“Tighter!” Ia snapped. Dixon grunted as Natmah regained his pressure on her femoral artery. There was also a tourniquet around her lower thigh, but it couldn’t be applied for very long. The other woman grunted again as Ia rubbed across the torn flesh with the scrap of cloth she had found. It was dirty with petrochemicals, but that didn’t matter; water-based moisture was Ia’s enemy right now, moisture which would make cauterizing this wound rather difficult.

The hissing sound of welders stopped. “Sir!” one of the other members of the boarding party shouted. “The last hatchway to Engineering is sealed. I don’t know how long it’ll be until they bring up cutters of their own, though!”

“Understood!” Ia called back. Shifting back, she picked up her mechsuit rifle. It really wasn’t designed to be fired by someone outside of their suit, but she’d had no choice. Fixing the biggest problem on their hands meant ditching both her and Dixon’s armor. A crude cauterizing had cut down most of the bleeding from the other woman’s maiming, but the future needed Helia Dixon to survive. Ia needed her to survive. Dixon’s leg from the knee down could be regenerated, given enough time. Her whole life couldn’t be restored if it was wasted.

“Brace yourself, Dixon; this is going to hurt like v’shova sh’naan…”

Aiming carefully, arms stretched to their fullest to clutch both the oversized trigger and the matching e-clip brace, Ia pulled the trigger. Deep red light seared slowly across the edge of Dixon’s flesh. Dixon screamed and slumped, passing out.

Steam and smoke boiled up from the wound. She cut off the beam two-thirds of the way through, rocked with another deck-shaking explosion, and finished searing the last few centimeters of the stump. Stripping the e-clip from the rifle in a swift, subtle move, she tossed the bulky weapon aside and leaned forward over the comatose private, fluttering her hand to signal Natmah to let go of the comatose woman’s artery and strip off the tourniquet.

Nothing leaked. The cauterization was solid.

“Stay with me…Stay with me…” Energy crackled into the fingers of her left hand, jammed as they were against the power points at the top of the energy magazine. Her right hand pressed over Dixon’s throat, ostensibly to feel for a pulse. Instead, Ia spun the electrical energy from the clip into her biokinetic gift, and poured that into the unconscious young woman.

Nothing seemed to happen. Then again, only another psychic, one trained to sense the subtle flow of kinetic inergy, would have noticed anything. Beneath her fingertips, Ia could feel the private’s faltering heartbeat strengthen. She couldn’t forge miracles in flesh, unlike her father’s kin, but she could give the other woman enough biokinetic energy to survive. As soon as her instincts told her Dixon would survive within a comfortable probabilities margin, Ia slumped back, exhausted but relieved.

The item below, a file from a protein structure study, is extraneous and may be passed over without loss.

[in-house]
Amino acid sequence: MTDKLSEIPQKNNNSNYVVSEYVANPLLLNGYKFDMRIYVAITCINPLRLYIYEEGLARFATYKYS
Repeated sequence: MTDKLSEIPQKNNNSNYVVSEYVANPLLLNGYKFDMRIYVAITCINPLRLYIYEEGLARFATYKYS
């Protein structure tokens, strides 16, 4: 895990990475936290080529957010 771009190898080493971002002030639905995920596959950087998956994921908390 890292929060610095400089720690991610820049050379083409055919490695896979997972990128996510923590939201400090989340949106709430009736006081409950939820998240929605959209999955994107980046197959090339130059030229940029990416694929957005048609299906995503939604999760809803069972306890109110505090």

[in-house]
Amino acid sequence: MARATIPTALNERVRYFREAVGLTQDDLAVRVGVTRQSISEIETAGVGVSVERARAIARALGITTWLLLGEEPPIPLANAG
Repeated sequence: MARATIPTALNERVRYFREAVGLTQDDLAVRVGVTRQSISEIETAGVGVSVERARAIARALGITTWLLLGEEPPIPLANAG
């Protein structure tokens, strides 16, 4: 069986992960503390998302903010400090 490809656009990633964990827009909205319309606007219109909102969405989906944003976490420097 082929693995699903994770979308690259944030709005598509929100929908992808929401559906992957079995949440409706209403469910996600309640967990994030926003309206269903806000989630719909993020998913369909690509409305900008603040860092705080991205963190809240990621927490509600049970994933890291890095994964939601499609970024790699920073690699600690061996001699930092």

“She’ll live.”

Private Culpepper turned to face her, his fear visible since he had raised up both his outer and inner faceplates. “She’ll live? The hell with that, sir! Nobody’s gonna live! Kings is dead, Dixon’s down—they’ve got us trapped in here. We’re helpless!”

The sheer absurdity in his claim pricked Ia’s rare sense of humor. Sagging back onto her p-suited hip, she laughed. Culpepper did not take that well.

“You’re laughing?” he demanded. He pointed one servo-hand back at the main doors, almost smacking it into Corporal Kipple, who was obeying the spacer’s law of Lock and Web by carefully returning the welding gear back to its storage locker, even though it was Salik gear on a badly damaged Salik ship drifting dead through space without any functional engines. “Any minute now, the goddamn frogtopuses are gonna cut through those seals, and have us for dinner, and you’re laughing?!”

Corporal Kipple grinned through his faceplate. “Eyah. You haven’t served with the Lieutenant very long, have you, Culpepper? What, two patrols, now? Not quite two and a half?”

“What has that got to do with anything?” Culpepper snapped.

Everything, Private,” Ia stated, drawing in a deep breath. “Kipple knows I don’t believe in the ‘no-win’ scenario. We have plenty of options, if we just open our eyes.”

Pushing to her feet, she swayed a little, exhausted, but made it over to her mechsuit, open and waiting in standby mode. She didn’t climb back into it, however. Instead, she dug out her holdout knife from one of the thigh compartments, then crossed to the pile of dead Salik which Privates Bissel and Lee had dragged into a corner. Bracing herself for the disgusting task, she sorted out one of the tentacle arms, and started sawing through the flesh just above the macrojuncture, where the bone ended and the lithe muscles began.

Culpepper gasped, then gagged. “Sir!”